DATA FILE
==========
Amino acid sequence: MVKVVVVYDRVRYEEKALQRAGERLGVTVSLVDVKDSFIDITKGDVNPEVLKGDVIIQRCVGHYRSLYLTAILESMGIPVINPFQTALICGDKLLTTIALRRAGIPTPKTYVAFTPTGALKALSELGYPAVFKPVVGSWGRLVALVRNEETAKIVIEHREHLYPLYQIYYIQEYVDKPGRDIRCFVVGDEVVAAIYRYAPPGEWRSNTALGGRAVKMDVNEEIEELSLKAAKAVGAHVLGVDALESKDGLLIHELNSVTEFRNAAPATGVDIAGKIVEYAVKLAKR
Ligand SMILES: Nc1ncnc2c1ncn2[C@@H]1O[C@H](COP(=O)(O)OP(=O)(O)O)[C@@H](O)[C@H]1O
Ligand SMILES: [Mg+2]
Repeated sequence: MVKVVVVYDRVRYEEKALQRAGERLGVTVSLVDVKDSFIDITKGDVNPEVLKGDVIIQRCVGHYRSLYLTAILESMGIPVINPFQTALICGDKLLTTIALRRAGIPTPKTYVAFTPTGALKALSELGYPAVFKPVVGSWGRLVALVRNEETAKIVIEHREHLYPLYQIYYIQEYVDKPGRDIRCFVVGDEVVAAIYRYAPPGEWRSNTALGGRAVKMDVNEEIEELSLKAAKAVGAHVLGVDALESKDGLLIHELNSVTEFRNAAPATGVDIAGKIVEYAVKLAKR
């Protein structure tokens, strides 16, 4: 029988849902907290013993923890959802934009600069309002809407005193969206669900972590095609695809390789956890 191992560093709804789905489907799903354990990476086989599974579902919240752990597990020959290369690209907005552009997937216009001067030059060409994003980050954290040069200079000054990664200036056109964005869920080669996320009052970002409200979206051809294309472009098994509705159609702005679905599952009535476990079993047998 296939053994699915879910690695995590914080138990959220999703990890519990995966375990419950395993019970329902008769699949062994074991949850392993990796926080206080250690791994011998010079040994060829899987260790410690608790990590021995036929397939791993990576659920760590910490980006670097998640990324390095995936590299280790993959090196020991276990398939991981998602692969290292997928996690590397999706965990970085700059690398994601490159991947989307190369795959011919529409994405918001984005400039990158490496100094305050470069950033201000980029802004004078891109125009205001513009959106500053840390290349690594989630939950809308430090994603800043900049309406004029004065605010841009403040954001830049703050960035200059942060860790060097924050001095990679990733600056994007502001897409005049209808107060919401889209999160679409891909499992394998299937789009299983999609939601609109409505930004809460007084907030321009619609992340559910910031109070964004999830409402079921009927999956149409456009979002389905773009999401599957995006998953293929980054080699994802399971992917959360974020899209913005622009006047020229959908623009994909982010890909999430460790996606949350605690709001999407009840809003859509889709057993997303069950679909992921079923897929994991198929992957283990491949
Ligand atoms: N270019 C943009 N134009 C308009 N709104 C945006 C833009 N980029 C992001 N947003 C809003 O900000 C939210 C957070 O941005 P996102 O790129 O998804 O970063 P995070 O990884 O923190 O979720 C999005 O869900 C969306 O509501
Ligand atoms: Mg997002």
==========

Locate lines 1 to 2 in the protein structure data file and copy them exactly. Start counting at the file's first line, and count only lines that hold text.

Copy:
Amino acid sequence: MVKVVVVYDRVRYEEKALQRAGERLGVTVSLVDVKDSFIDITKGDVNPEVLKGDVIIQRCVGHYRSLYLTAILESMGIPVINPFQTALICGDKLLTTIALRRAGIPTPKTYVAFTPTGALKALSELGYPAVFKPVVGSWGRLVALVRNEETAKIVIEHREHLYPLYQIYYIQEYVDKPGRDIRCFVVGDEVVAAIYRYAPPGEWRSNTALGGRAVKMDVNEEIEELSLKAAKAVGAHVLGVDALESKDGLLIHELNSVTEFRNAAPATGVDIAGKIVEYAVKLAKR
Ligand SMILES: Nc1ncnc2c1ncn2[C@@H]1O[C@H](COP(=O)(O)OP(=O)(O)O)[C@@H](O)[C@H]1O